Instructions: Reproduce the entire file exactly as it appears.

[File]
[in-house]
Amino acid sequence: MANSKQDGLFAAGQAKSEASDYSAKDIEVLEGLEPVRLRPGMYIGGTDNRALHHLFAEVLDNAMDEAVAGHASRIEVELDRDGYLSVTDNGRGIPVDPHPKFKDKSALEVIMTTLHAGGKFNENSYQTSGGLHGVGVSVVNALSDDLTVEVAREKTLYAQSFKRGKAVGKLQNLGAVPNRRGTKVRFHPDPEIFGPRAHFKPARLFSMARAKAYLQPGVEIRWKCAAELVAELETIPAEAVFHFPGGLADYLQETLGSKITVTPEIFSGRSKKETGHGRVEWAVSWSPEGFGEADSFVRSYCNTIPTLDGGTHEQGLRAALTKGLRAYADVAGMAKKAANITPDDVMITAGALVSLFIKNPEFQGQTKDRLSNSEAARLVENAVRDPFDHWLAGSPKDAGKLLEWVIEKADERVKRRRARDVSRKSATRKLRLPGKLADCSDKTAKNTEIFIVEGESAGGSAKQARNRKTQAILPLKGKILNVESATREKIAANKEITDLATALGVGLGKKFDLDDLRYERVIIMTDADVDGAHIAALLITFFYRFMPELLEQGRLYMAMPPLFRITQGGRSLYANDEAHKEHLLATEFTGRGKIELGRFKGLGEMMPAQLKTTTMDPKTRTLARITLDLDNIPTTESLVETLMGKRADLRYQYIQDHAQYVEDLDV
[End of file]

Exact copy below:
[in-house]
Amino acid sequence: MANSKQDGLFAAGQAKSEASDYSAKDIEVLEGLEPVRLRPGMYIGGTDNRALHHLFAEVLDNAMDEAVAGHASRIEVELDRDGYLSVTDNGRGIPVDPHPKFKDKSALEVIMTTLHAGGKFNENSYQTSGGLHGVGVSVVNALSDDLTVEVAREKTLYAQSFKRGKAVGKLQNLGAVPNRRGTKVRFHPDPEIFGPRAHFKPARLFSMARAKAYLQPGVEIRWKCAAELVAELETIPAEAVFHFPGGLADYLQETLGSKITVTPEIFSGRSKKETGHGRVEWAVSWSPEGFGEADSFVRSYCNTIPTLDGGTHEQGLRAALTKGLRAYADVAGMAKKAANITPDDVMITAGALVSLFIKNPEFQGQTKDRLSNSEAARLVENAVRDPFDHWLAGSPKDAGKLLEWVIEKADERVKRRRARDVSRKSATRKLRLPGKLADCSDKTAKNTEIFIVEGESAGGSAKQARNRKTQAILPLKGKILNVESATREKIAANKEITDLATALGVGLGKKFDLDDLRYERVIIMTDADVDGAHIAALLITFFYRFMPELLEQGRLYMAMPPLFRITQGGRSLYANDEAHKEHLLATEFTGRGKIELGRFKGLGEMMPAQLKTTTMDPKTRTLARITLDLDNIPTTESLVETLMGKRADLRYQYIQDHAQYVEDLDV